I READ a book recently that I found truly eye-opening.
In Invisible Women, the author Caroline Criado-Perez powerfully sets out how, throughout history, society has been designed for the 'average male'.
At best, we are an afterthought, treated as a ‘small male’, and at worst, invisible.
This is true for every woman; from women’s everyday experience of seat belts that are uncomfortable and slice into our necks because they are designed for male bodies, to the astronauts whose first, all-female, spacewalk was cancelled because NASA didn’t have enough spacesuits designed for women’s bodies.
Women invisible in healthcare
Nowhere is this more prevalent than in the health sector.
Women make up over half of the UK population, but when it comes to the collection and use of health data, we are all but invisible.
Medicine has been historically biased towards men, with the male body routinely perceived as the default.
Researchers have always preferred male subjects; this runs true all the way down to the lab mice used in early pre-clinical research.
Even today, women remain underrepresented globally as participants in clinical trials across a range of areas, including cardiovascular disease, neuroscience and HIV.
When studies do include women, many fail to analyse and report the results broken down by sex.
This preference for male as default is detrimental to woman’s health outcomes, and prevents us from improving our understanding of women’s health.
Take a heart attack as an example, something which many perceive to be a ‘male problem’.
A recent study revealed that women with a total occlusion of the coronary artery are 59 per cent more likely to be given the wrong diagnosis compared with men.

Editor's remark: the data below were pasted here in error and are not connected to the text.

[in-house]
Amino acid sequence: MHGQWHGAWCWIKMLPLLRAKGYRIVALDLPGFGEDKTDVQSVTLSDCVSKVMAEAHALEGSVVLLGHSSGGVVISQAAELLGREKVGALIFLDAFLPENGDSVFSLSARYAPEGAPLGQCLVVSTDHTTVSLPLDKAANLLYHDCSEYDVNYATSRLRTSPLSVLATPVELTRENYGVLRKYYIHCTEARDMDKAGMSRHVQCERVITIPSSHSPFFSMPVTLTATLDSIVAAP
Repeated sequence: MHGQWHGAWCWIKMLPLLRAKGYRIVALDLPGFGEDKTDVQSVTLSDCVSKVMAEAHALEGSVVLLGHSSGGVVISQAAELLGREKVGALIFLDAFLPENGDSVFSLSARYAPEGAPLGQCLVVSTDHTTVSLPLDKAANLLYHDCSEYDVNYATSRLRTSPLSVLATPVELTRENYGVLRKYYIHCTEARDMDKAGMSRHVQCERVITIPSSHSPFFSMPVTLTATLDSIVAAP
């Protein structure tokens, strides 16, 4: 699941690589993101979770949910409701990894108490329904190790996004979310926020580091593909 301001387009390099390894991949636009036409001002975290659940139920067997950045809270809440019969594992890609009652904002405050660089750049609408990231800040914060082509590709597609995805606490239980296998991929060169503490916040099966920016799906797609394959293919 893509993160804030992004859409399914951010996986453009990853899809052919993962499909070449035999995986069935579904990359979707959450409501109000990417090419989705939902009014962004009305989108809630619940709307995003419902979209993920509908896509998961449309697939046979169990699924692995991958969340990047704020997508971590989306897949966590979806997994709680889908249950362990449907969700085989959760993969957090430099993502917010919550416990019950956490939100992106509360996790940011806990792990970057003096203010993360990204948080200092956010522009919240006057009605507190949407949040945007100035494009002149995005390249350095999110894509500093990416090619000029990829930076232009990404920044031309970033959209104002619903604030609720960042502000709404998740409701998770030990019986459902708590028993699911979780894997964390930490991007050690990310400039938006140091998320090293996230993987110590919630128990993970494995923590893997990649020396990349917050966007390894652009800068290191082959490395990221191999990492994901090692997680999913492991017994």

Women are also 50 per cent more likely to be misdiagnosed following a heart attack. Why is this?
Because often women do not present with the same signs and symptoms as their male counterparts and which doctors are taught to recognise during their training.
So where does this leave women? How do we know we are treating women in the best possible way if they have been excluded from the evidence from day one?
As the minister with responsibility for women’s health, I have heard all too often from women that they feel their voices aren’t being heard. Sadly, this is not new.
Devastating delays in endometriosis diagnosis
It’s an unacceptable truth that it will take a woman on average seven and a half years to be diagnosed with the debilitating yet common gynaecological condition endometriosis.
It affects one in 10 women of reproductive age, and can cause chronic pain and even infertility.
Why is it that 40 per cent of women with endometriosis have to go to their GP 10 times before being referred to a specialist?
And why is it that despite suffering from almost all chronic pain conditions to a greater extent than men, women typically receive less and less effective pain relief, and more antidepressants and mental health referrals?
The implications of women not being included in research or not being listened to when raising health issues negatively impacts the NHS, wider society, and most importantly, women themselves.
Time to take action
This week, I will be sitting down with a group of key NHS decision makers, stakeholders, and campaigners so that we can begin to work collaboratively to think of ways to empower women and break down the historical gender bias in this space so that ultimately the healthcare women receive is better.
We must fill in the gaps we know exist in our data so that we can better understand the issues facing women, so we can make great improvements.
We must start, in order to be successful, by building up our evidence base, which is woefully lacking.
We need to understand why it is that although women live longer than men, they spend less time in good health, with dementia remaining the leading cause of female death.
Over the following months, I will be challenging our collective unconscious bias, setting out my vision for a women’s health agenda and my commitment to give each and every woman a voice when it comes to their care.
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